San Diego will remain dry as winter storms linger north

The atmospheric rivers that often soak Southern California in January were left in the north, leading to the San Diego region in route to drought, the National Weather Service said.

There has been a fundamental and temporary change in the climate. A number of high-pressure systems have been established along the west coast in recent months and have redirected these rivers to the Pacific Northwest.

San Diego International Airport has not registered a drop of rain this month. Typically at this point, in January, it reaches 0.72 inches. Since the rainy season officially began on October 1, the airport has only received 0.98 inches of precipitation. That is 2.85 inches below normal.

“We don’t expect any rain for the next 10 days,” said Casey Oswant, a meteorologist. “There is a slight chance that it will rain at the end of January, but I don’t think that will happen.”

The San Diego region is currently designated as abnormally dry by the National Drought Mitigation Center in Lincoln, Nebraska. If things get more complicated, the county will be labeled as being in a moderate drought, meaning that the overgrown grass will be dry and the grasslands and gardens will need earlier watering.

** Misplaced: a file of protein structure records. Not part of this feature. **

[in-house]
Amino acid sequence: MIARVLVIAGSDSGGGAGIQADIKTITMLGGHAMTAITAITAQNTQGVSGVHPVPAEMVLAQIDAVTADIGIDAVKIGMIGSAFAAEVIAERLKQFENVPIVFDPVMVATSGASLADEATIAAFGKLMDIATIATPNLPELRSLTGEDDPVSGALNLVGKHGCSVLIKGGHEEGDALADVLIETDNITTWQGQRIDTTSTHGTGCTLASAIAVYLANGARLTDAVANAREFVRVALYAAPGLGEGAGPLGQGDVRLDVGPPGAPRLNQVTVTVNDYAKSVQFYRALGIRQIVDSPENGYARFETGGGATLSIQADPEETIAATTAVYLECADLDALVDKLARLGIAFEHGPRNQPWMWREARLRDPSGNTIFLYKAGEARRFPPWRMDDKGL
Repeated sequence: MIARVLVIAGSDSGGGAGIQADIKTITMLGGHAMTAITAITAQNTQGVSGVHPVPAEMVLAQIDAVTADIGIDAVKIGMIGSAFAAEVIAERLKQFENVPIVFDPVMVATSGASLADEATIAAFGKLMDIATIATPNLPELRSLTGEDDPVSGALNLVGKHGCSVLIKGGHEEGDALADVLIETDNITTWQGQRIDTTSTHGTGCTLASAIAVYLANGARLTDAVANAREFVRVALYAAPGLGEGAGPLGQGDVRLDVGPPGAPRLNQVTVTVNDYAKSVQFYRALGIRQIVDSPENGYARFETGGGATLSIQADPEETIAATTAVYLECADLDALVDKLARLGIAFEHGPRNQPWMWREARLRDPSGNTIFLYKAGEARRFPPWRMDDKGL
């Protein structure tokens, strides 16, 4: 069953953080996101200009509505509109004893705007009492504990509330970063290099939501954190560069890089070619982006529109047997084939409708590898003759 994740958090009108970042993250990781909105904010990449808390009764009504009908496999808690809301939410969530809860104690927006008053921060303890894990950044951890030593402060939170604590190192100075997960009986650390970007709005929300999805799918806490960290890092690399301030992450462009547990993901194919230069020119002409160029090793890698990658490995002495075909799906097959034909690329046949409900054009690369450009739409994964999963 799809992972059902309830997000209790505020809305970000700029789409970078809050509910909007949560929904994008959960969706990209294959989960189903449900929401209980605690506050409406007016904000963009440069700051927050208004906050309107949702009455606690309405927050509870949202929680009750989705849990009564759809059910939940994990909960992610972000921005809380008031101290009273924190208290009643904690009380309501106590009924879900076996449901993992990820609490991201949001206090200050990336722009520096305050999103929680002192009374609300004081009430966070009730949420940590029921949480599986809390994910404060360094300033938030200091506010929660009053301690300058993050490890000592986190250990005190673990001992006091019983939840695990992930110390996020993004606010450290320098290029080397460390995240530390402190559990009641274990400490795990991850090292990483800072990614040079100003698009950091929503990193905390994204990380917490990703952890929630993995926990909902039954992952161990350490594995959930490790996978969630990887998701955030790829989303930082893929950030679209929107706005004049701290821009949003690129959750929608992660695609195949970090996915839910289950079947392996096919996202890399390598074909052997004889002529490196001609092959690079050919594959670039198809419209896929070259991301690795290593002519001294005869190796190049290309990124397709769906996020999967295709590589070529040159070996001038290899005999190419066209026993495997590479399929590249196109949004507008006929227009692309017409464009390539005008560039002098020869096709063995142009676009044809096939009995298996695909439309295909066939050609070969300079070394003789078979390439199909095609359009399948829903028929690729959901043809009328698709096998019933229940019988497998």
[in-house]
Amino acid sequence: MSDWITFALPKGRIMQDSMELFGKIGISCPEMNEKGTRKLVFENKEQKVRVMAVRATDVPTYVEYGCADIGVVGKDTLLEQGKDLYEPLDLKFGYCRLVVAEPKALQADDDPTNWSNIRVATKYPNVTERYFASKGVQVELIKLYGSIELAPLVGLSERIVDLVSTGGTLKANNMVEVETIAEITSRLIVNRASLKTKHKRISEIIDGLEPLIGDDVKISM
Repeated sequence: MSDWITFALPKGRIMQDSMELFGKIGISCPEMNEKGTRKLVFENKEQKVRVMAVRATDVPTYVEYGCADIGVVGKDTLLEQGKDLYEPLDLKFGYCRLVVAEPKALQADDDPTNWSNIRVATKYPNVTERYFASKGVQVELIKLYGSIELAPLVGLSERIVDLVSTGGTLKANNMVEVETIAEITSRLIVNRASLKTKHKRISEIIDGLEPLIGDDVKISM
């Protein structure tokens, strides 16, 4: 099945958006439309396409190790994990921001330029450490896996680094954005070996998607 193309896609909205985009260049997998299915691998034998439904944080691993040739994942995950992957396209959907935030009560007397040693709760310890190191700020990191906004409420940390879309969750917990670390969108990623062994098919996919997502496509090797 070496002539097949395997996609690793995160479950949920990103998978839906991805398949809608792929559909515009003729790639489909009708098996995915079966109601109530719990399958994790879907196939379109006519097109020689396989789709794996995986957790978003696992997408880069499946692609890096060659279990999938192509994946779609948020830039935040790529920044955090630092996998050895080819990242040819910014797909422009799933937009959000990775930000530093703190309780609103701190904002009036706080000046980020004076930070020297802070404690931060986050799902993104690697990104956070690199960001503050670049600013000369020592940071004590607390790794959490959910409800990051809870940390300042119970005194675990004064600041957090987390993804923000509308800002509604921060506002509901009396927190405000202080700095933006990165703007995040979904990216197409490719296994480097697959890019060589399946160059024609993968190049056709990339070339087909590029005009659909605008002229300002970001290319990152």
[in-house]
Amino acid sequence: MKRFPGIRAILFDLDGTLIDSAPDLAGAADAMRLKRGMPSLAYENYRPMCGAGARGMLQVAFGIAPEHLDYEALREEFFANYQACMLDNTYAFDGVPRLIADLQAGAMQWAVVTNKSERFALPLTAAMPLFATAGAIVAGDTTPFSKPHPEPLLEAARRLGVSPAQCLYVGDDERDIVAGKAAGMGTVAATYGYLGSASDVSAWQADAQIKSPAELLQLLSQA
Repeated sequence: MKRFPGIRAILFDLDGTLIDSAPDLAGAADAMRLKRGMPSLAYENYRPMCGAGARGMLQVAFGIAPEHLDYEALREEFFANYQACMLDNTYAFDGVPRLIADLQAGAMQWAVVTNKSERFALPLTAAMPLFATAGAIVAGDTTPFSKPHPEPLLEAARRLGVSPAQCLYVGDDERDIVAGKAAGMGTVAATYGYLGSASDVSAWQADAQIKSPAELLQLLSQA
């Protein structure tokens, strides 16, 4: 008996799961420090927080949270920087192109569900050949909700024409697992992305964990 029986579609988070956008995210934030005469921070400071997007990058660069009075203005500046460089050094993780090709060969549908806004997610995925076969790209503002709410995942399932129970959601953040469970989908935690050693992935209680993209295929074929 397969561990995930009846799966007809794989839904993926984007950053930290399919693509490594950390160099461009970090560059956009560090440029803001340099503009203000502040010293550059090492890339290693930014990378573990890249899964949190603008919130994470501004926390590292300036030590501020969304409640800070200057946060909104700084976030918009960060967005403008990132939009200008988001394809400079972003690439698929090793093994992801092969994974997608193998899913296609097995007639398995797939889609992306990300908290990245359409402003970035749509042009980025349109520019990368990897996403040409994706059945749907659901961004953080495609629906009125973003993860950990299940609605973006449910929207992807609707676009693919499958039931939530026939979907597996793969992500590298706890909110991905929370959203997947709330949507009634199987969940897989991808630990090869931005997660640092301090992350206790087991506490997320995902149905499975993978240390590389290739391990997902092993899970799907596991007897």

This does not necessarily mean that San Diego ends with a dry winter. There have been many years where the county had little to no rain in January, then drenched in February and March.

It is not clear what will happen in the long term. But Oswant is confident that San Diego temperatures will trend higher this week, hitting 70-75 degrees on Wednesday, and surpassing 75 on Thursday and Friday. Inland valleys will be five or more degrees higher.

The strong surf that has been rolling down the shore occasionally since New Years will flatten out a lot over the weekend. But another major swell from the west-northwest could arrive this weekend, according to the weather service.

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